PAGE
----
121 min., rated PG-13.
A large-scale, stupendously well-made dramatization of the 1996 expedition tragedy that befell two climbing groups on their way down Mount Everest and took the lives of eight, "Everest" looks like the kind of white-knuckler designed for ginormous IMAX screens. It sure is, and it would mean more if weren't so uninvolving. Human connection is quite vital in a survival drama, so that when the film has reached its inevitably downbeat, potentially resonant closing cards, it should pack an emotional blow. The fates of these people are worth our cares and concerns only by default—unless this were a tongue-in-cheek slasher movie, who wants to see anyone living and breathing not living and breathing anymore?—that "Everest" doesn't satisfy with much emotional investment as a fatalistic human drama. What it does do well, though, is give audiences the vicarious experience of being at high altitudes and feeling the frostbitten temperatures and overall human suffering.
Based on the tragically true events that led to Jon Krakauer's non-fiction best-seller "Into Thin Air" and honoring the real-life climbers by executing the hardships with the utmost credibility, "Everest" does deserve points for feeling less like a Hollywoodization with contrived peril and emotional manipulation. Director Baltasar Kormákur (2012's "Contraband" and 2013's "2 Guns") could have taken numerous shortcuts, but save for importing real snow and recreating a mountain in a Pinehood studio, he dauntingly shot on-location in Nepal and the Dolomites in Italy around 15,000 feet and under harsh, unforgiving conditions. When it comes to the film's technical prowess, it is on sturdier ground, but screenwriters William Nicholson (2014's "Unbroken") and Simon Beaufoy (2010's "127 Hours") never give the viewer human lifeforms that feel fully formed. For what it's worth, no one springs into a magical action-adventure hero.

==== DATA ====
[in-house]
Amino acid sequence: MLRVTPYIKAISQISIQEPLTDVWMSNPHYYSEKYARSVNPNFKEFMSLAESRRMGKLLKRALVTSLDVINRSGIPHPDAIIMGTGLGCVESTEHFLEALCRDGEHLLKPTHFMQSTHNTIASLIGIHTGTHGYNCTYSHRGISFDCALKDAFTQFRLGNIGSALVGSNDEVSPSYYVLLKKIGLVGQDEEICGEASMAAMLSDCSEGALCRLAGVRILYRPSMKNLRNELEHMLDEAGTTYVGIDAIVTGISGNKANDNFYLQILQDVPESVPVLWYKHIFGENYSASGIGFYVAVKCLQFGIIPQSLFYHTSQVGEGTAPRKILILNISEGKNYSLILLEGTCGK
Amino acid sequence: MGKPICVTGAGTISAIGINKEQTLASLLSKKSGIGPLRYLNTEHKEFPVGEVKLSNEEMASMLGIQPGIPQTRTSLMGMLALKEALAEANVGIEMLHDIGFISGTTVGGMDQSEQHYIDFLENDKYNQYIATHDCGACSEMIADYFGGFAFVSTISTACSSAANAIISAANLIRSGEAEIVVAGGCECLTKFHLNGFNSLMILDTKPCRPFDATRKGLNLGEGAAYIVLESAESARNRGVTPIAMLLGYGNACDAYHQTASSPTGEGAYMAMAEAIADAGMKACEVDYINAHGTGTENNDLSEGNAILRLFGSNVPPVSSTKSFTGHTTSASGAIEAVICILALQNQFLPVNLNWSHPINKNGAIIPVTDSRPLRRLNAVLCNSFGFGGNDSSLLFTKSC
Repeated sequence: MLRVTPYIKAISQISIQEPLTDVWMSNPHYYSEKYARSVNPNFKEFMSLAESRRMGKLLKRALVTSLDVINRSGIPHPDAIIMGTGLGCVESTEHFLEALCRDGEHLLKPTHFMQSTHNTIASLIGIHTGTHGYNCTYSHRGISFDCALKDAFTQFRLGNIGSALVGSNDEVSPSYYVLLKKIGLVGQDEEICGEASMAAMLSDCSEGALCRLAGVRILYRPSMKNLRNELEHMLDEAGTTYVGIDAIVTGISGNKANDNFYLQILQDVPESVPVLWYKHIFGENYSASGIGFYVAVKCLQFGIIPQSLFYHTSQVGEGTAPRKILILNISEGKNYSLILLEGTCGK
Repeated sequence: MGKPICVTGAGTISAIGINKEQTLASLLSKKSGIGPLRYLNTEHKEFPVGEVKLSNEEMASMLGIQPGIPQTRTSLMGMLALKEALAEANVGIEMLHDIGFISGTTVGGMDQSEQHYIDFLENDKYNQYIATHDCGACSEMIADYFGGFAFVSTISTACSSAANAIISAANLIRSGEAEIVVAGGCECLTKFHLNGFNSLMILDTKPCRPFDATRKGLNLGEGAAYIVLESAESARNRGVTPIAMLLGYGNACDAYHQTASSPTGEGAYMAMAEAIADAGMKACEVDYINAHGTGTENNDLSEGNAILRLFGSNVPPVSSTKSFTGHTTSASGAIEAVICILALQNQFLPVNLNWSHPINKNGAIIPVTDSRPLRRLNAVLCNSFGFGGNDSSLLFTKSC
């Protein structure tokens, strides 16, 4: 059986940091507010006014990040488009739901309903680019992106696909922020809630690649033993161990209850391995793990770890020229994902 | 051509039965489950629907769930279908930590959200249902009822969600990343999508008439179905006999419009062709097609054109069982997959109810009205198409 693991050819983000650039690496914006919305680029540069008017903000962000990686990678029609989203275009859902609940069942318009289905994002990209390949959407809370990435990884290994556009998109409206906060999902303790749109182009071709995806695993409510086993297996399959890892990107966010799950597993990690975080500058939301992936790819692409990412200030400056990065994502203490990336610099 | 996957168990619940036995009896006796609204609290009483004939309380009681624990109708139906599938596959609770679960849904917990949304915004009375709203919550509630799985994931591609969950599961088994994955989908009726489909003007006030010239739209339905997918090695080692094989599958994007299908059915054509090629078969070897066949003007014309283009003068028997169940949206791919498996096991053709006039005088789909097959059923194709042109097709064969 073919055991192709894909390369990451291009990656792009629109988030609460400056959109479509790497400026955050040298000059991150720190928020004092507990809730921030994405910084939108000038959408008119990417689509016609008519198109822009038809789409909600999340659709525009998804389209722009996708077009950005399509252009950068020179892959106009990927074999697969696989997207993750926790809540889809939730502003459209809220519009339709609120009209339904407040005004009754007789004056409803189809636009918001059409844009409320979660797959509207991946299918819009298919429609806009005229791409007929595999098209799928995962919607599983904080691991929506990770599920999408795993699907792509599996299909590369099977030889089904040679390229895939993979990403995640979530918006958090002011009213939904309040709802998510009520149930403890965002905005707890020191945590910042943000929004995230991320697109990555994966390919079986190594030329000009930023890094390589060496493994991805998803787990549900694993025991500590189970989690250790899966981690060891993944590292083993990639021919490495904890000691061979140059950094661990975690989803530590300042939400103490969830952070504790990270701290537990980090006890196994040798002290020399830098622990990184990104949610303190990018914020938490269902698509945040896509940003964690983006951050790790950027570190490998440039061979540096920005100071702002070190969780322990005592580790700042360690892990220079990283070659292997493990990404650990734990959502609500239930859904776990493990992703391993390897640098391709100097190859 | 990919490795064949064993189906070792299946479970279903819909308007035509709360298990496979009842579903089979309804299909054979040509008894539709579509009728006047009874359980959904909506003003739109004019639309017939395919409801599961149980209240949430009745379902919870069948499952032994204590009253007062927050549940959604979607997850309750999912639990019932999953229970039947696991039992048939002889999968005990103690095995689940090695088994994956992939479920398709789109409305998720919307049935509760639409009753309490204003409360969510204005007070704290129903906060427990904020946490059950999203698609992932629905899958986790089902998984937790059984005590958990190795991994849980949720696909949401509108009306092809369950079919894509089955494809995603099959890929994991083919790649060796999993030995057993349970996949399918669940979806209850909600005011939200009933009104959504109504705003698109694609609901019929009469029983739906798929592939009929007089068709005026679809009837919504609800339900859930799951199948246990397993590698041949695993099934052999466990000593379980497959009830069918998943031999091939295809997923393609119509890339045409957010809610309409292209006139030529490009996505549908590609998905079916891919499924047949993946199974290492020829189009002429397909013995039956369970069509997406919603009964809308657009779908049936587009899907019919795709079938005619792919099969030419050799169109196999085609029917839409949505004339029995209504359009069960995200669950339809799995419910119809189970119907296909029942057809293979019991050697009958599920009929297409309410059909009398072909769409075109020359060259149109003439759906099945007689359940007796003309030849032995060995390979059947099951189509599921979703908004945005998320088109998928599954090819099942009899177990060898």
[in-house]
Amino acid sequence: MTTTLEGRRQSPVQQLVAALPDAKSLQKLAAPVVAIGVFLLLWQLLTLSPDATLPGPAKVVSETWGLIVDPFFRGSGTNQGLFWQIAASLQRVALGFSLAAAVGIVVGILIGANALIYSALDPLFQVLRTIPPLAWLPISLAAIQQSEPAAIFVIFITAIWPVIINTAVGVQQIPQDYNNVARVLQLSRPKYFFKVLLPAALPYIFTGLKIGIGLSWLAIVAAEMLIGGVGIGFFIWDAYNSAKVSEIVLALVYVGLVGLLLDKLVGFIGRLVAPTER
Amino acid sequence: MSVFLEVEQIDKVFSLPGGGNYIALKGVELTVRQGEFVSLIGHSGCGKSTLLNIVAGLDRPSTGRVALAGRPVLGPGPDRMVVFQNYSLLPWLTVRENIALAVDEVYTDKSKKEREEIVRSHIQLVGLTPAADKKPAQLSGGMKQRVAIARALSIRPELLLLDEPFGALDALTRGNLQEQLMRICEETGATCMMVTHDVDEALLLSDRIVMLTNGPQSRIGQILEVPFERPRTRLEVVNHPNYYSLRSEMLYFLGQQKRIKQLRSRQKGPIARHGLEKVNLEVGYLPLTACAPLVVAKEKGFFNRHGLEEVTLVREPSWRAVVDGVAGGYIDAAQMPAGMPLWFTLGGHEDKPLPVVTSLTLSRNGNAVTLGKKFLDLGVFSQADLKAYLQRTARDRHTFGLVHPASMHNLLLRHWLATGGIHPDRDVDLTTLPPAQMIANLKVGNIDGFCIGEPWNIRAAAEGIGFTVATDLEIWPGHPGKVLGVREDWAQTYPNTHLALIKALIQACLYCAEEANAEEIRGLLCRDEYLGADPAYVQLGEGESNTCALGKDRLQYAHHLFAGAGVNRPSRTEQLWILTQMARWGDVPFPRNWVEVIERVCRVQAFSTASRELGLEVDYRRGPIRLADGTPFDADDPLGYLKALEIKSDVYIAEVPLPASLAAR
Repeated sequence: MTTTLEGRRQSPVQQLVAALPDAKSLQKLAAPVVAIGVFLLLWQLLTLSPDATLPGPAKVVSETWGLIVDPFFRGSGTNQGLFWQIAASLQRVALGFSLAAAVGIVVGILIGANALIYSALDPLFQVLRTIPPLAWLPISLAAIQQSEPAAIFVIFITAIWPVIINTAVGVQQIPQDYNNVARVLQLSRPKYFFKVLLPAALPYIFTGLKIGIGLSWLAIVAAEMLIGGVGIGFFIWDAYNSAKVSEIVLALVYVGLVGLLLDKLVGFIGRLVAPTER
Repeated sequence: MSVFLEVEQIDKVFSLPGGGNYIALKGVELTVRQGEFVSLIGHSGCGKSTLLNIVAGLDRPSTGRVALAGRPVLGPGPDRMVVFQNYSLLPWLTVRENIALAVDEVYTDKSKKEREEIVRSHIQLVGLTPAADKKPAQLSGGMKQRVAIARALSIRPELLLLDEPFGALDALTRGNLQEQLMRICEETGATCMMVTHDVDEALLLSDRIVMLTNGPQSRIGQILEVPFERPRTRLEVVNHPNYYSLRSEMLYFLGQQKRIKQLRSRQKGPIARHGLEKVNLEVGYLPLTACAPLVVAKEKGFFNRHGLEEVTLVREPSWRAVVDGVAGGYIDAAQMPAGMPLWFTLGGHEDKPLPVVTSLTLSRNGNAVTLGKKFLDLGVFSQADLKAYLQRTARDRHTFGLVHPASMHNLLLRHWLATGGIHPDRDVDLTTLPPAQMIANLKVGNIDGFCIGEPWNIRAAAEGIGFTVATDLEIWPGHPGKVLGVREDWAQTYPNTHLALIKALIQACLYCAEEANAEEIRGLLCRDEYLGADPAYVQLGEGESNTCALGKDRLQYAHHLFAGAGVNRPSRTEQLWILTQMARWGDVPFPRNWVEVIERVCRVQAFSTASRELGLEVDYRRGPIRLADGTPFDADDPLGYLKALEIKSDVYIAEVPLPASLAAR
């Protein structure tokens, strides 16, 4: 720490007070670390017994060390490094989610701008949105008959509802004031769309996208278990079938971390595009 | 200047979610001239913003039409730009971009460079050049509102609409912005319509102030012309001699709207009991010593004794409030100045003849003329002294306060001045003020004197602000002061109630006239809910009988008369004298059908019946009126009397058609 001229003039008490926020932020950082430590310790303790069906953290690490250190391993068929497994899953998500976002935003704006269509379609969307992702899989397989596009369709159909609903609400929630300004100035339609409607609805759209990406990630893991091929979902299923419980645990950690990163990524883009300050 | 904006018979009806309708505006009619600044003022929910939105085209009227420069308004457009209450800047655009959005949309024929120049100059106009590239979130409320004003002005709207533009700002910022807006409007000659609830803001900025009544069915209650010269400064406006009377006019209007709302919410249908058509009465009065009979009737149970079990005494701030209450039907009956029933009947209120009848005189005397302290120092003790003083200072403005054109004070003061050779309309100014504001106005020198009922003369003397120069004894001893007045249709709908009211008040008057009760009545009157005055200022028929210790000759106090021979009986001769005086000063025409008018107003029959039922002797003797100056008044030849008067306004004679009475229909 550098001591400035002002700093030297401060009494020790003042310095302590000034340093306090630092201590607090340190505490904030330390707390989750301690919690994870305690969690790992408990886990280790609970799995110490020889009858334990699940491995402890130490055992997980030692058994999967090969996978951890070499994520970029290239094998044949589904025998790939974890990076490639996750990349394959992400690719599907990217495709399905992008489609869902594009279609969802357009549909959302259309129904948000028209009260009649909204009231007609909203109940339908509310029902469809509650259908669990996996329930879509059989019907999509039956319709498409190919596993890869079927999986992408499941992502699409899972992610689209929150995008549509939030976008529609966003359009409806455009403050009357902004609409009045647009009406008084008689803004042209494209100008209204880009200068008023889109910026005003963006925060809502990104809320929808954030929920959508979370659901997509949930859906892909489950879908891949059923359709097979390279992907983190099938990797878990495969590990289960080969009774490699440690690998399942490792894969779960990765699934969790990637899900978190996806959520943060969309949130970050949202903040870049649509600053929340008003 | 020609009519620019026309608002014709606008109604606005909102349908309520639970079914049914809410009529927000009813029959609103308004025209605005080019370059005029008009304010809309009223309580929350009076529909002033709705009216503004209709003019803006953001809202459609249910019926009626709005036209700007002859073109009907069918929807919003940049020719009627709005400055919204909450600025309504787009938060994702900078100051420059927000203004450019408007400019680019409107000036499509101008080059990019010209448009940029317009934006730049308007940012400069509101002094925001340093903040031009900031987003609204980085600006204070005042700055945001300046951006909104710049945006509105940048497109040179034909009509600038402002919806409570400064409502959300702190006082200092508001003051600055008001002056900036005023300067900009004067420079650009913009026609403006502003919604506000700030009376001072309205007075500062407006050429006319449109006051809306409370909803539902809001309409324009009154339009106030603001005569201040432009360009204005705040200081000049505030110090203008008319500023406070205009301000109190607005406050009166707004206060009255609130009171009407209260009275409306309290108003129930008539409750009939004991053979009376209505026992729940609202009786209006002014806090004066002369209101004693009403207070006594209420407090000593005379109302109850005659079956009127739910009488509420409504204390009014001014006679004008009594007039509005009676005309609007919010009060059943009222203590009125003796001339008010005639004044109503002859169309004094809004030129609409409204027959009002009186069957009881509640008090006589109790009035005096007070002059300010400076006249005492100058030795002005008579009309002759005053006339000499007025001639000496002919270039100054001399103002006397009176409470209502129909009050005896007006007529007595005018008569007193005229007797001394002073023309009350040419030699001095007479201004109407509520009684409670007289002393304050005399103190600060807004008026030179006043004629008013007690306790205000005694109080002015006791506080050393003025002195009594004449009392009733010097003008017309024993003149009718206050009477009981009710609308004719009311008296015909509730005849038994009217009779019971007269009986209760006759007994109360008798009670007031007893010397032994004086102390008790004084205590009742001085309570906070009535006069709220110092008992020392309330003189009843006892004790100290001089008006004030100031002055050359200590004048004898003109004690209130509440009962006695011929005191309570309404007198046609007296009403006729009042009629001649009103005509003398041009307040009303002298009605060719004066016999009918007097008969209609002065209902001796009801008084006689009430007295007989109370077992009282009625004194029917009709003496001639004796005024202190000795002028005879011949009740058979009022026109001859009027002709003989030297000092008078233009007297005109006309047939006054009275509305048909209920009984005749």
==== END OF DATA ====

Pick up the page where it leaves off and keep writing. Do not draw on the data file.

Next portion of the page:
"Everest" sluggishly takes its time getting to the summit of Mount Everest, but doesn't even take full advantage of that uphill climb in letting the viewer get a true sense of who any of these flimsily drawn people are or why they do what they do. The film follows New Zealander Rob Hall (Jason Clarke), the leader of the Adventure Consultants group's expedition, as he leaves pregnant wife Jan (Kiera Knightley) at home to go train his clients and climb the planet's highest mountain on May 10, 1996. Among the climbers are filthy-rich Texan doctor Beck Weathers (Josh Brolin), who's climbing against the wishes of his wife Peach (Robin Wright); divorced postal worker Doug Hansen (John Hawkes); and Japanese woman Yasuko Namba (Naoko Mori), who hopes to be the first woman to climb all "Seven Summits." After landing in Nepal and making preliminary runs before their attempt to reach the summit, thirty-four climbers spread over into three groups and make their ascent. Touching the top, they all begin their way down as a brutal snowstorm blows their way, freezes their oxygen tanks, and strands the teams in "The Death Zone."